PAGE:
World Athletics President Sebastian Coe is confident the Olympic Games will take place in 2021 but acknowledged that "they will look different."
Tokyo organisers and the International Olympic Committee are adamant the Games will start in July despite a fresh wave of infections sweeping the globe.
In recent days, some doubt has emerged, with Japanese cabinet minister Taro Kono admitting on Friday that "anything can happen" with regard to the games, while London 2012 organiser Keith Mills said today that in his view the Olympics were "unlikely to happen."
However, two-time Olympic champions Coe, who was appointed to the board of the IOC in July, is insistent that the games will go ahead.
And he argues that if any country is capable of hosting an Olympic Games in such trying circumstances, it is Japan.
"I don't think it will be cancelled," Coe told Sky News. "It'll be a challenge, we know. It's pretty self-evident. There will be adaptations.
"But look, of all the countries on the planet that really has the fortitude, the resilience and the street-smarts to see this through, it is actually Japan.
"I wake up as a federation president pretty grateful that it's Japan that's dealing with this and not some other places that I can think of.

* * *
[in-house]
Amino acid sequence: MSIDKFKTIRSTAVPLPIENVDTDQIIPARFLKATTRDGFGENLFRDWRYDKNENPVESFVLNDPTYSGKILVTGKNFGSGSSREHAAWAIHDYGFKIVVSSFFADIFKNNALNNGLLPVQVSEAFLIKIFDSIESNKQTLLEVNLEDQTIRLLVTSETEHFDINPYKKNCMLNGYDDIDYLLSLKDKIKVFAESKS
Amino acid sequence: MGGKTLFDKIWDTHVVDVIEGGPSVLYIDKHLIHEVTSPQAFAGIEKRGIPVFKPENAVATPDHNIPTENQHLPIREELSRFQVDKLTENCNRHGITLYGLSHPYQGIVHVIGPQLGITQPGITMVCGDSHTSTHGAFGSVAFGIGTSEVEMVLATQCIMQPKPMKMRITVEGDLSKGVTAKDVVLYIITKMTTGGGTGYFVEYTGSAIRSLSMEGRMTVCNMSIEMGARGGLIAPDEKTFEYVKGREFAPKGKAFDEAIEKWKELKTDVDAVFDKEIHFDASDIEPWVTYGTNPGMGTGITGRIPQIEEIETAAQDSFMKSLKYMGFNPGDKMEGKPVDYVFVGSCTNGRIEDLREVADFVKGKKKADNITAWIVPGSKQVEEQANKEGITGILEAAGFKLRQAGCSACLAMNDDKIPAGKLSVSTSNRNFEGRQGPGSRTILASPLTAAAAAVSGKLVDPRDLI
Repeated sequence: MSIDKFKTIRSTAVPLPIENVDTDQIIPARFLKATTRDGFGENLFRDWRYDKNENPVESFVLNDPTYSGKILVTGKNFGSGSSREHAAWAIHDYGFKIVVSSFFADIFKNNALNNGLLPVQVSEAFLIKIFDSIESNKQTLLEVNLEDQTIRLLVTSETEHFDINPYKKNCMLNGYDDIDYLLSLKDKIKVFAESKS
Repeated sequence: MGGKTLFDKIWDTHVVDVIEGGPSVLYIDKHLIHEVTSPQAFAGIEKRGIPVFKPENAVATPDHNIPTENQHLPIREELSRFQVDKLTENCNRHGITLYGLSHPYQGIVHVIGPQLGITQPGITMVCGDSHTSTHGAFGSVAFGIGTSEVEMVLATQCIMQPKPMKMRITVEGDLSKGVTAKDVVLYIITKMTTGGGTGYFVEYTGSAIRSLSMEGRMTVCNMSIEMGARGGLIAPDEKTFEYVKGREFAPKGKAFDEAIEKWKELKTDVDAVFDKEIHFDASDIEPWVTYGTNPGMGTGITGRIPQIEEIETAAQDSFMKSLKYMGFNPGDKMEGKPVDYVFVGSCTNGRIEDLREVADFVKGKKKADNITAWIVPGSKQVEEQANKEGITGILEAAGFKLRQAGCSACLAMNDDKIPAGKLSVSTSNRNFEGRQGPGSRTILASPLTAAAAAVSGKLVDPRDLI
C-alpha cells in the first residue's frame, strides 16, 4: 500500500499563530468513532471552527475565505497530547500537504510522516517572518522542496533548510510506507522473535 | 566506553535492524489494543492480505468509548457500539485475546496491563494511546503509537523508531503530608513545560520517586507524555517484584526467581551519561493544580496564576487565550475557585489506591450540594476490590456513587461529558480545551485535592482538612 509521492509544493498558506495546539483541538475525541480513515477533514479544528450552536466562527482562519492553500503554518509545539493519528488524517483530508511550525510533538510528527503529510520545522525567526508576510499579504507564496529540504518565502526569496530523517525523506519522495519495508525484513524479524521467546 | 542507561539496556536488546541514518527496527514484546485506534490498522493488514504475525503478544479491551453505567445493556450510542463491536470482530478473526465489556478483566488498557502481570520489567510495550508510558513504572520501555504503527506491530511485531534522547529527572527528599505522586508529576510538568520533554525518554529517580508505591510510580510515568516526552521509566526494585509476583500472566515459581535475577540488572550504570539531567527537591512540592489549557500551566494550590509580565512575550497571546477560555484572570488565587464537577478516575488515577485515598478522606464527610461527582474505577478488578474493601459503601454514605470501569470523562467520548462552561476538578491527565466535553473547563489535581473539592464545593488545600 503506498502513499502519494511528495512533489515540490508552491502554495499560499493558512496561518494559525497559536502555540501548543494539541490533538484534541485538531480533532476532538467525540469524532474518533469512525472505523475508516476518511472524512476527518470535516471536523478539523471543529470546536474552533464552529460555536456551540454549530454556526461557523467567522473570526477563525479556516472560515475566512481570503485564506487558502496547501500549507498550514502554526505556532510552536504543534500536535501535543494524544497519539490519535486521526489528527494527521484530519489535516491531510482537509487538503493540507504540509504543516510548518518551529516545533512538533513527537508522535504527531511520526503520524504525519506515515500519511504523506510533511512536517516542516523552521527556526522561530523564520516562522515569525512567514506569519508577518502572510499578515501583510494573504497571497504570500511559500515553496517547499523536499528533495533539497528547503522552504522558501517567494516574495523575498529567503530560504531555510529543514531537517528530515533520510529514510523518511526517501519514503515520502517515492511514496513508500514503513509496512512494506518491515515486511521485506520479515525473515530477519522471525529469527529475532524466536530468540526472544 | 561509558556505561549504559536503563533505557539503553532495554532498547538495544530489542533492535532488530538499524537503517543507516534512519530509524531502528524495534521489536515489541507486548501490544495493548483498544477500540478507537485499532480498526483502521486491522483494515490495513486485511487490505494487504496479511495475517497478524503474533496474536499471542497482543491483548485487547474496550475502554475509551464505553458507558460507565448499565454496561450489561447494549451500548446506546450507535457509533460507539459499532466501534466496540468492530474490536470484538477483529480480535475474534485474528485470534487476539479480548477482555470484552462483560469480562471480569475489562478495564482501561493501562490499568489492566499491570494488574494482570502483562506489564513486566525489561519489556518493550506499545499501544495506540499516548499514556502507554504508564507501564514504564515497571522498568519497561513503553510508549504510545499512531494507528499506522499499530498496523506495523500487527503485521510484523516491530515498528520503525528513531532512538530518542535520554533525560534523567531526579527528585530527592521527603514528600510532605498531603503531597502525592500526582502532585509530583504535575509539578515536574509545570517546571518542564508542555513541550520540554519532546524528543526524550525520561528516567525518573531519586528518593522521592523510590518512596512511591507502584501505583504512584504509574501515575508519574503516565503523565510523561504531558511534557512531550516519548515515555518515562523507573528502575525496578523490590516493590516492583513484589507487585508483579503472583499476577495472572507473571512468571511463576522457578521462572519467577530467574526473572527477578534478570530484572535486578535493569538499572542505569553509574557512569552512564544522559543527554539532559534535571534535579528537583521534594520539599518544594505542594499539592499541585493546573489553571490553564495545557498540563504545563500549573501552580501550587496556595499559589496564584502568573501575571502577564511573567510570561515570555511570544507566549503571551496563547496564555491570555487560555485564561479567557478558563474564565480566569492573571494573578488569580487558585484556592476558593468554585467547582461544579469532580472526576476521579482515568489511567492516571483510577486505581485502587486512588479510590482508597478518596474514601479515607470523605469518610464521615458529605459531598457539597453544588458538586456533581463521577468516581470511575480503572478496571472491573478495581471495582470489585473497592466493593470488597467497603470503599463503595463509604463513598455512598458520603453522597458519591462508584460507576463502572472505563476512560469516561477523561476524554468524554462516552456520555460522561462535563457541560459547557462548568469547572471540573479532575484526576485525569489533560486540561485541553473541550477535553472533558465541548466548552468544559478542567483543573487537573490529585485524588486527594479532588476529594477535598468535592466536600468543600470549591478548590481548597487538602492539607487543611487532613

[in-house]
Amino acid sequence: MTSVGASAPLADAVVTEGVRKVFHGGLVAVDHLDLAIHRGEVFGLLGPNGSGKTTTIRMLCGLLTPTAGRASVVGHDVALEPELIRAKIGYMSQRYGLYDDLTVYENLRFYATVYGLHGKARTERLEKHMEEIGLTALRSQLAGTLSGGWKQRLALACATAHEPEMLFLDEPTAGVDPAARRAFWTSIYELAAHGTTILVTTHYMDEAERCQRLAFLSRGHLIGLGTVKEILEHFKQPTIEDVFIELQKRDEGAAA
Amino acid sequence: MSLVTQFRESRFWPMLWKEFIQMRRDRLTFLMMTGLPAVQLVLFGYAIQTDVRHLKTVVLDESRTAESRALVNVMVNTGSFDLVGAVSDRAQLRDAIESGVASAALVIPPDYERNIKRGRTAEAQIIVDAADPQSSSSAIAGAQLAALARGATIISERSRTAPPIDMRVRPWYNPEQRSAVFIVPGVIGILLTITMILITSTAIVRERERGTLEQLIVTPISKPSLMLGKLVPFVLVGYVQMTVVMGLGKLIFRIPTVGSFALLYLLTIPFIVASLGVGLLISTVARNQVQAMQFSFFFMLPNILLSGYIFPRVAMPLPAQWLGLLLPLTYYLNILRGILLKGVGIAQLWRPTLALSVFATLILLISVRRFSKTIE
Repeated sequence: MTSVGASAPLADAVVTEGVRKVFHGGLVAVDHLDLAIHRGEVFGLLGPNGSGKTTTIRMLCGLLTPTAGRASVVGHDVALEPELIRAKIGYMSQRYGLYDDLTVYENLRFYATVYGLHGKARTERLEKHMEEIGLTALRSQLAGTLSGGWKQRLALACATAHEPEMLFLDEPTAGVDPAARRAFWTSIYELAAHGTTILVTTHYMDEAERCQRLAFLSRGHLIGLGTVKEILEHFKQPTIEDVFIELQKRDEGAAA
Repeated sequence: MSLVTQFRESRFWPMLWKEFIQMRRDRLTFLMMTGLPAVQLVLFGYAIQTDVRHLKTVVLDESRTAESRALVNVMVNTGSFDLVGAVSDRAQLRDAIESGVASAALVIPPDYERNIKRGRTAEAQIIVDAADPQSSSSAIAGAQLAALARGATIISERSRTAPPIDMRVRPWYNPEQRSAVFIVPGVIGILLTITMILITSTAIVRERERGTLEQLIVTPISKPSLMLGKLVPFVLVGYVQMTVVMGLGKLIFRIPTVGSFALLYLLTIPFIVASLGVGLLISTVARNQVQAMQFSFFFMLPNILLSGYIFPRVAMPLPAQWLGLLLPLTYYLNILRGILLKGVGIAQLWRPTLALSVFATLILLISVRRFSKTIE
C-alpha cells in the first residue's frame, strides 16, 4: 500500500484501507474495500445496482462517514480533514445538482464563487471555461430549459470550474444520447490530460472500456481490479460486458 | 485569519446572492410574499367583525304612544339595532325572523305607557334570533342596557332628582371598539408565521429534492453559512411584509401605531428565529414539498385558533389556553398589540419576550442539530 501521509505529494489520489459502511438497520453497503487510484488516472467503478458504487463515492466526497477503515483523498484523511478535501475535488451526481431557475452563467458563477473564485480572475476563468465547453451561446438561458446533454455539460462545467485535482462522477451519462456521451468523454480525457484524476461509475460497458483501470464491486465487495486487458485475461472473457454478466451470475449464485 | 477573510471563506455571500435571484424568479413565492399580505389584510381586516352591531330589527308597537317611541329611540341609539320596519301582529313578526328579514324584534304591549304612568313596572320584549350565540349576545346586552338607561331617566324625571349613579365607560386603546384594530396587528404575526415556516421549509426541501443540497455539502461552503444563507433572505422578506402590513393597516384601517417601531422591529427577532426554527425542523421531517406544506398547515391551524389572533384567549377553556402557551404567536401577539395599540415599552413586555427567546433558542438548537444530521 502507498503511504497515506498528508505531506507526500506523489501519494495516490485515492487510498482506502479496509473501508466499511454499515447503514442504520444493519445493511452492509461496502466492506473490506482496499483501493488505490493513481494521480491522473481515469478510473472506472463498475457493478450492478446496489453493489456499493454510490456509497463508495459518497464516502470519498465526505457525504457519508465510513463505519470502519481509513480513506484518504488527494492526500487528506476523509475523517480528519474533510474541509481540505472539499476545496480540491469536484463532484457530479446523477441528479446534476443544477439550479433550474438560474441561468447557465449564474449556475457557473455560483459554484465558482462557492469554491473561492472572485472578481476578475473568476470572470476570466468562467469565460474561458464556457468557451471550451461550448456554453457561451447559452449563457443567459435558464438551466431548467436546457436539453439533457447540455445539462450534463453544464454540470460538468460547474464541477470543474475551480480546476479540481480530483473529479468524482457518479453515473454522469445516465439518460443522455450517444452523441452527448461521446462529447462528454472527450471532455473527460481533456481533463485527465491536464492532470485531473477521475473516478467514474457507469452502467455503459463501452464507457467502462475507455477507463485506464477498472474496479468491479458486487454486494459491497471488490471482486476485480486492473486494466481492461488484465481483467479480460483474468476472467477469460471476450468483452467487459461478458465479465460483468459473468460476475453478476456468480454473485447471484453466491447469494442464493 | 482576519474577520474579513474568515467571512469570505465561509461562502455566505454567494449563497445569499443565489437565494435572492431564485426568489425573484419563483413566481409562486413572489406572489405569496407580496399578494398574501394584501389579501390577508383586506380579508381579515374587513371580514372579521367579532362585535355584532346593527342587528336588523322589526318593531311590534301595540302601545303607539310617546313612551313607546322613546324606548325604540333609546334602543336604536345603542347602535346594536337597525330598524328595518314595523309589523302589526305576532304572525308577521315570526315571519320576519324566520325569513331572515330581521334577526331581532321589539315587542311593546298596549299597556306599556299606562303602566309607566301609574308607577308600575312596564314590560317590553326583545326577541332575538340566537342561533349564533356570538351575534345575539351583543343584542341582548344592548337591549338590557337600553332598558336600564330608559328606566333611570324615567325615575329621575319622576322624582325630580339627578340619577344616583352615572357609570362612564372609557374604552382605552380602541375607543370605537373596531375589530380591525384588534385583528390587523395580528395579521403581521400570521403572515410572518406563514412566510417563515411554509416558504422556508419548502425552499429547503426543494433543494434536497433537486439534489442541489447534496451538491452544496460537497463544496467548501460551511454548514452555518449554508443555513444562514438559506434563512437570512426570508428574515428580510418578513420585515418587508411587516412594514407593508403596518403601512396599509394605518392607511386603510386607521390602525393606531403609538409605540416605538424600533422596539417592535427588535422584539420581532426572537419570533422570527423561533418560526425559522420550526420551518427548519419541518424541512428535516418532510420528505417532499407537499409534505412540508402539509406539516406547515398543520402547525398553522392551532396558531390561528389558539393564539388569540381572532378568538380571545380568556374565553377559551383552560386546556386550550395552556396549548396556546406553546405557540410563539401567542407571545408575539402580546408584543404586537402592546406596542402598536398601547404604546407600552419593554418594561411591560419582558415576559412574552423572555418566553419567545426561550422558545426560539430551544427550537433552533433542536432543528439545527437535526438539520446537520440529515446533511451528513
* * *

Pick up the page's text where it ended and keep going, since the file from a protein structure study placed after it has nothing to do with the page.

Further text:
I think the games will take place but they will look different
"So, I'm sure we will be there. I think there will be big issues around crowds and social distancing.
"Just think about the (Olympic) village, you've got 10,500 athletes, probably another 7,000 support staff in there and they're all probably wanting to eat at roughly the same time. And that's just a sliver of the challenge. So look, for the athletes, it will be a very different experience.
"But what do we have? We have two key ingredients. We have the broadcasters, we have the athletes that want to be there.
"We want passionate crowds in a stadium. But we also have to recognise that a very, very small percentage of people that watch the games are watching it in the stadium.
"I think the games will take place but they will look different."
However, this jars with the opinion of Mills, who says that were he on the organising committee, he would be thinking about cancelling the games.
Mills told BBC Radio Five Live: "Sitting here and looking at the pandemic around the world, in South America, in North America, in Africa and across Europe, it looks unlikely.
"If I was sitting in the shoes of the organising committee in Tokyo, I would be making plans for a cancellation and I'm sure they have plans for a cancellation.
"I think they will leave it until absolutely the last minute in case the situation improves dramatically, in case the vaccinations roll out faster than we all hope."
A state of emergency has been extended in Japan to combat rising coronavirus rates, while a recent news agency poll suggested up to 80% of Tokyo residents think the Games will be either cancelled or postponed again.